Academic & Misconduct Appeals Training for University Staff

New: following the publication of the QAA's Contracting to Cheat in Higher Education (Oct 2017), which states that 'all persons involved in considering academic misconduct should be trained and qualified to undertake their roles', we offer specific training on dealing with academic misconduct cases.  Contact us for details (email:

Half Day Professional Training on Tuesday 28th Nov 2017 In house or external options available.

Directed by Dr Daniel Sokol, Barrister and Former Honorary Senior Lecturer in Medical Ethics and Law, Imperial College London.

For university staff involved in the review of academic and misconduct appeals, and current and prospective members of university appeals panels.


University appeals deal with matters of great importance to students. For this reason, the Good Practice Framework of the Office of the Independent Adjudicator, published in December 2014, states that a good appeals process 'ensures that decision-making staff are properly trained, resourced and supported, and able to approach each decision afresh'. Yet, many universities have little or no training for staff involved in such appeals.

Every university should be able to satisfy students, journalists and others that those involved in reviewing student appeals are properly trained and qualified to do so. A simple Freedom of Information Act request could expose a university's limited training.

This training course, run by a practising barrister and former academic with vast experience of university appeals, aims to provide university staff with the knowledge, skills and confidence to assess the merits or otherwise of student appeals fairly and transparently, to reduce the number of complaints lodged with the Office of the Independent Adjudicator, and ultimately to save costs. The course uses real cases and outcomes to demonstrate the practicalities, perils and pitfalls of conducting student appeals, and to illustrate best practice.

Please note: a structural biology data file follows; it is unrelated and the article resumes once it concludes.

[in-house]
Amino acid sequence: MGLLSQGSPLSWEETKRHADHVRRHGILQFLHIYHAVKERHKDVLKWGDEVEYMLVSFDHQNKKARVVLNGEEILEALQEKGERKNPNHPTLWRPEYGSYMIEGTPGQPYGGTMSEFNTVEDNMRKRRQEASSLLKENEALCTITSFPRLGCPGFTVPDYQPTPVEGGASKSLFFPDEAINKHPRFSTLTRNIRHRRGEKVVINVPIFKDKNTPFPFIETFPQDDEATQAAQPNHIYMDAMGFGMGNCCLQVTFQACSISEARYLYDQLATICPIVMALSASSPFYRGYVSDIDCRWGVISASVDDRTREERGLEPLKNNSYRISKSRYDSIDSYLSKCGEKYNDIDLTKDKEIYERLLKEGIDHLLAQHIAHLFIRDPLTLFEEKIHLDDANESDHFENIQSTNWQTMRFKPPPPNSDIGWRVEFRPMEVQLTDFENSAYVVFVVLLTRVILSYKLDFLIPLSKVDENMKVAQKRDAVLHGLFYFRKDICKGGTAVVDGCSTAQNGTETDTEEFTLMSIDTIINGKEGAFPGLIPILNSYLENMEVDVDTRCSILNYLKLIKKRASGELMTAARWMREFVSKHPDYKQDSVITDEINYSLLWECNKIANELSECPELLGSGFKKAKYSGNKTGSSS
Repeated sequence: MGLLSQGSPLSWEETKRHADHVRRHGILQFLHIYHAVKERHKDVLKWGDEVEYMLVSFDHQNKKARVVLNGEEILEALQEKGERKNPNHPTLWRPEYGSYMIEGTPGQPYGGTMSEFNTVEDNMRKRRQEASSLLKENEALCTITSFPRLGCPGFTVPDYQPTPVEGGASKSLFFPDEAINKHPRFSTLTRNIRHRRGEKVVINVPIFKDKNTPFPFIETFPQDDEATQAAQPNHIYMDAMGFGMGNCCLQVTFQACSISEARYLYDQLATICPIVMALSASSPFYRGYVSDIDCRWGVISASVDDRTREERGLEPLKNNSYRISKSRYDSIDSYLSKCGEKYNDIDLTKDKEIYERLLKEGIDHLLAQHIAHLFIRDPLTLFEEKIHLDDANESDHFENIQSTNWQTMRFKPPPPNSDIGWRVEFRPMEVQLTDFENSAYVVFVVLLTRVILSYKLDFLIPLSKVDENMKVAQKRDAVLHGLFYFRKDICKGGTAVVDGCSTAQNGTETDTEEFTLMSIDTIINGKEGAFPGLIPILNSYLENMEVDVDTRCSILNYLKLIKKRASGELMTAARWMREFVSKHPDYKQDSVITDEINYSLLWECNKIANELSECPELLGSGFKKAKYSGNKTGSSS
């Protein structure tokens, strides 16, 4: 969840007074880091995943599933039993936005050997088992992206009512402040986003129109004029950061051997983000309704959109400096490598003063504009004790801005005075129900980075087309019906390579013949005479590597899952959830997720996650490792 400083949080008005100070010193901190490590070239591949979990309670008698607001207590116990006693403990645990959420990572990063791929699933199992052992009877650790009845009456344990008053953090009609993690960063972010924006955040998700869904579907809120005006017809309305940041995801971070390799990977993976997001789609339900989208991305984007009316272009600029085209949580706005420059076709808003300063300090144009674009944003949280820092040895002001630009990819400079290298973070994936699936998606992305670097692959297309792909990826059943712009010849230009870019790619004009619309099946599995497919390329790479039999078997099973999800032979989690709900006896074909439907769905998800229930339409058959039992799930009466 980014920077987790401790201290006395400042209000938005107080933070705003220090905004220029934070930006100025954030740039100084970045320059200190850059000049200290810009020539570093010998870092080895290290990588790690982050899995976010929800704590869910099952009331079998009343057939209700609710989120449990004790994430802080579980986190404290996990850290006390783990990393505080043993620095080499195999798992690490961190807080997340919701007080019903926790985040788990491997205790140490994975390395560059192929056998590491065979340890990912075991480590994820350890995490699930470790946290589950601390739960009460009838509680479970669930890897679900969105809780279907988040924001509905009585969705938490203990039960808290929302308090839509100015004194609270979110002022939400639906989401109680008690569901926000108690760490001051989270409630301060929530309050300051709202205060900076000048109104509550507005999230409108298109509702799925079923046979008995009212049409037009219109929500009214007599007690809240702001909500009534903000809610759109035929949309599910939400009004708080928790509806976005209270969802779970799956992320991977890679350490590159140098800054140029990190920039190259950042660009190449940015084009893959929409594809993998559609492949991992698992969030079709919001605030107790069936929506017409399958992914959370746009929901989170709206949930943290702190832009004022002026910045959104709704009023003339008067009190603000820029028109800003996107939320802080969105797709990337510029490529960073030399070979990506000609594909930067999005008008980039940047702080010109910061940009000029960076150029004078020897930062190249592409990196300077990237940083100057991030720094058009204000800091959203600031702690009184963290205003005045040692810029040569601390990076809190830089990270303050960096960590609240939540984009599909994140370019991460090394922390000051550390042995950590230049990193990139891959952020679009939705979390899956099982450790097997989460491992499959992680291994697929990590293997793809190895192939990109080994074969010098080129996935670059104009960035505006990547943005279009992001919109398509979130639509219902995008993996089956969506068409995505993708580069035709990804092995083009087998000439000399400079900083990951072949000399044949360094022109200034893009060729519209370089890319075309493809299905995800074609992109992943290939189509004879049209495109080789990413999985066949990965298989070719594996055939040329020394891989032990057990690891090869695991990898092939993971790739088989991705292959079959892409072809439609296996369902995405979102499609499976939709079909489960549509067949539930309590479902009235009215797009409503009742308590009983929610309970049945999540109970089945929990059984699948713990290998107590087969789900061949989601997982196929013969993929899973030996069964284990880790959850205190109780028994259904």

It will cover topics such as assessing the appeal, fact-finding and evaluating the evidence, giving judgment, conducting hearings, and the key principles of fairness and natural justice.

What others have said

“I found Daniel’s training invaluable. His vast experience both in the courtroom and at appeal hearings means he is perfectly placed to offer example-based guidance on ensuring that University procedures are fair and equitable. Highly recommended.”

Richard Booth, Student Casework Manager, Birmingham City University

“I can highly recommend the Student Appeals Training with Daniel Sokol. The information Daniel shared was accessible, interesting and appropriate. He was generous with the information he provided. I have improved my handling of complaints and appeals as a result of the training.”

Warren Rodell, Student Disputes Officer, Oxford Brookes University

“Daniel was fantastic! He put Academic Advice into a proper legal context, making me realise that this is a subject that needs to be taken more seriously and all academic advisers should be required to attend training. I would highly recommend this training to all student union advisers as well as university appeals and complaints staff.”

Wendy Dant, Loughborough University Student Advice & Support Service

Who Should Attend?

This course is intended for all university staff involved in student appeals.


Dr. Daniel Sokol (Course Director), PhD MSc MSc MA BPTC GDL
Barrister, 12 King's Bench Walk, Temple, London
Former Lecturer in Ethics, Keele University and St George's, University of London; Former Honorary Senior Lecturer in Medical Ethics and Law, Imperial College Faculty of Medicine.

£200/person + VAT

£120/person + VAT (Student Union Staff)

Tuesday 28th November 2017

10am to 1pm

12 King's Bench Walk, Temple, London, EC4Y 7EL

To book a place please contact Nancy Smith at or T 07857 535 246.

Please note that there is a maximum capacity of 45 delegates, so early booking is advised.

In-House Course Fee
This can be provided throughout the year: £2,500 + VAT (plus economy travel from London).  There is no limit to the number of delegates who may attend.




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